The benefit is exactly the same as the benefit to having trials at Nuremberg rather than just hanging everybody the victors wished to hang as a privilege of winning the war, as both Mr. Stalin and Mr. Churchill advocated and history taught would not be completely out of line.

    This is a case where my political adhesion to a "sovereign" Indian nation confers an advantage.

    That is, I understand how waving the bloody red shirt of sovereignty can cover a multitude of sins.

    I understand that sovereignty as understood in the modern world is a remnant of the personhood of the sovereign, the king or queen, and as such it has attributes that might not exist if the world had conferred at Westphalia to design the new order in a broader sense.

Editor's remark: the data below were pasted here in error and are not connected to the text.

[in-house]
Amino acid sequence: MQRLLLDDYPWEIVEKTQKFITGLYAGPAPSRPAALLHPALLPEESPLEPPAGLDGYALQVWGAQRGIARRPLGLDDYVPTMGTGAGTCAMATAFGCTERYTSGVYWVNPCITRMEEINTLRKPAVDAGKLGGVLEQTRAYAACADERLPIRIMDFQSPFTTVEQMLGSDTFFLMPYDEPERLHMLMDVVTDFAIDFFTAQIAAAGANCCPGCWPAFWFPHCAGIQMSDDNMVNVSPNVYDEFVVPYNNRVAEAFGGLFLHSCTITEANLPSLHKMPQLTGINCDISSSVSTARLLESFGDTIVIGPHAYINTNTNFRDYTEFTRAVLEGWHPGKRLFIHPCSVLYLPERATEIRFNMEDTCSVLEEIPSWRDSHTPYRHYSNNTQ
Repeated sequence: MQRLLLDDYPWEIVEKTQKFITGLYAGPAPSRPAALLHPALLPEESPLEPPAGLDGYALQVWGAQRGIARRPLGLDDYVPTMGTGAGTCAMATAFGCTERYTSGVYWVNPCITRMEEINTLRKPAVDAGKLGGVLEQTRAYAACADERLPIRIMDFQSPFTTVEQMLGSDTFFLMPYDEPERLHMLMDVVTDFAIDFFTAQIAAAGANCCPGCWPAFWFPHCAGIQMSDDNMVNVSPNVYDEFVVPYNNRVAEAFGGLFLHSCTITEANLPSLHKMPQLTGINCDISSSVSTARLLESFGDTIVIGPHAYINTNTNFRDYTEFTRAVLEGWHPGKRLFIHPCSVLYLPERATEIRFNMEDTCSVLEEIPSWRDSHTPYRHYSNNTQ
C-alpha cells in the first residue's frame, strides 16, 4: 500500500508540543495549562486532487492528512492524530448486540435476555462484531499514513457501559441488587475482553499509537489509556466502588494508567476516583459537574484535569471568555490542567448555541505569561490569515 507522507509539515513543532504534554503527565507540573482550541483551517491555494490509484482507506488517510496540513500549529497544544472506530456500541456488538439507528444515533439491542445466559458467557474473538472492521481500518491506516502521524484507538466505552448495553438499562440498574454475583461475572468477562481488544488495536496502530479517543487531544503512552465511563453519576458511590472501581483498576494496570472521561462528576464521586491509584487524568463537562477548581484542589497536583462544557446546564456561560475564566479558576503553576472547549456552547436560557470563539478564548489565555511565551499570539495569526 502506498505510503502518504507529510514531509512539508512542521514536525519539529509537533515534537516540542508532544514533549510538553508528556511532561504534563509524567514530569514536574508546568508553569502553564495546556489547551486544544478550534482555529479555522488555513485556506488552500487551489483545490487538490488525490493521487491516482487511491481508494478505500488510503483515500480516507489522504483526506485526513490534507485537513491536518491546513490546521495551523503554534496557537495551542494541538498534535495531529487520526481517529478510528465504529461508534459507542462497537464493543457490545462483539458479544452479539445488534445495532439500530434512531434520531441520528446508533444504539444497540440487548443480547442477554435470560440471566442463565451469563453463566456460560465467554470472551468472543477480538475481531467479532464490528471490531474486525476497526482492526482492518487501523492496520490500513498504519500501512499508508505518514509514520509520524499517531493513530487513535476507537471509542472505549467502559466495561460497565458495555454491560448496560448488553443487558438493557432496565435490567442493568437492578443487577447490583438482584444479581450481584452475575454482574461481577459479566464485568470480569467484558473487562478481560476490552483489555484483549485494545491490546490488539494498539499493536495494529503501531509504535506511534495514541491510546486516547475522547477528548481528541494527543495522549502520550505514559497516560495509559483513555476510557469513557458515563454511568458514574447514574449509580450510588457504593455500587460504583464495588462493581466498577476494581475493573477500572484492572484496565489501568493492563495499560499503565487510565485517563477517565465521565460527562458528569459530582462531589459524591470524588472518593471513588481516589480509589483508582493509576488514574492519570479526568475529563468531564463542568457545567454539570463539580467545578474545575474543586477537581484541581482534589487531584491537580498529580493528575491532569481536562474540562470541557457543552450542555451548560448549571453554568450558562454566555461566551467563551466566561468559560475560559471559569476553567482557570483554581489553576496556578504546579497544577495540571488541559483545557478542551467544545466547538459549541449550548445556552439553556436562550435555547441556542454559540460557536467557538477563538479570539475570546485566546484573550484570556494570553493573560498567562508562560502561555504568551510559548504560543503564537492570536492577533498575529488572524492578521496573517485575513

I understand that what might be termed a bureaucratic view of sovereignty was novel in the sweep of history at the time Europe invaded the Americas, a novelty that has since demonstrated it has drawbacks.

    Impunity for evil acts is not a good thing.  The Rome Statute purports to cabin the authority of the ICC by specifying a few especially inhuman acts that can have repercussions far beyond any national borders.  But the fact is that ending the impunity is a limitation of Westphalian sovereignty.

    Does anybody prattle about the "sovereignty" of Rwanda when they regret the genocide?  Intervention, if it's ever "excused," can be excused by claiming that order had broken down such that it needed restoration from outside the nation.  But even recognizing the excuse invites trumped up interventions.  Why not subject interventions to law?